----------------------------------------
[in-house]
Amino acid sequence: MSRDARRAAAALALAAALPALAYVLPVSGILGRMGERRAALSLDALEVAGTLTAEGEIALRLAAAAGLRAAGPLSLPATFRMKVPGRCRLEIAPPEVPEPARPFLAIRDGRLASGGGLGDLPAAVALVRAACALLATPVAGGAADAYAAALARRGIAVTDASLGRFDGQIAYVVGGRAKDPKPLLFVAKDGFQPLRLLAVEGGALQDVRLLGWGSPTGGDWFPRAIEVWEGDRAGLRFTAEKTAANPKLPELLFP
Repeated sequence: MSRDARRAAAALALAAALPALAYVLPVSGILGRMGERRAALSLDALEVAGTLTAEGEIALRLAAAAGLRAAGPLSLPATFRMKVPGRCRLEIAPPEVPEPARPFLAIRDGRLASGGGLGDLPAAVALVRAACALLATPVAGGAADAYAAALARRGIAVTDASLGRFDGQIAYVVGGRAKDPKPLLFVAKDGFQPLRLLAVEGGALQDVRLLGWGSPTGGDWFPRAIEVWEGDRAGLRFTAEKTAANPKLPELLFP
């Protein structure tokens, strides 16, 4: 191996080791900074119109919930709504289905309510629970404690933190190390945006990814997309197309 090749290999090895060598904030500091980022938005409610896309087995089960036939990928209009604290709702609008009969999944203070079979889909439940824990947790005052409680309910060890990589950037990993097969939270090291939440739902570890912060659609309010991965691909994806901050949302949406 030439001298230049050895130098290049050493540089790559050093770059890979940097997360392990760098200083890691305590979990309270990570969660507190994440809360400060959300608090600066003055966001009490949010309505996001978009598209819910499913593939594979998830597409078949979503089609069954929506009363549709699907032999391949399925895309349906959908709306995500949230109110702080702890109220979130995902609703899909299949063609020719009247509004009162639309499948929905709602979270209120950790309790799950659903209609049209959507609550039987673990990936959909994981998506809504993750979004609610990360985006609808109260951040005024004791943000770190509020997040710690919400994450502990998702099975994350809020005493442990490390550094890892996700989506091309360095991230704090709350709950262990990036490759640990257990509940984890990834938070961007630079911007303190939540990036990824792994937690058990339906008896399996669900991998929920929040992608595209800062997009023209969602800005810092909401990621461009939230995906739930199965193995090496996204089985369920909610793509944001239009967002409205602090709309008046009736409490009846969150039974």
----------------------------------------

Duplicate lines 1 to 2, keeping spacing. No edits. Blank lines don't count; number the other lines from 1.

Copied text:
[in-house]
Amino acid sequence: MSRDARRAAAALALAAALPALAYVLPVSGILGRMGERRAALSLDALEVAGTLTAEGEIALRLAAAAGLRAAGPLSLPATFRMKVPGRCRLEIAPPEVPEPARPFLAIRDGRLASGGGLGDLPAAVALVRAACALLATPVAGGAADAYAAALARRGIAVTDASLGRFDGQIAYVVGGRAKDPKPLLFVAKDGFQPLRLLAVEGGALQDVRLLGWGSPTGGDWFPRAIEVWEGDRAGLRFTAEKTAANPKLPELLFP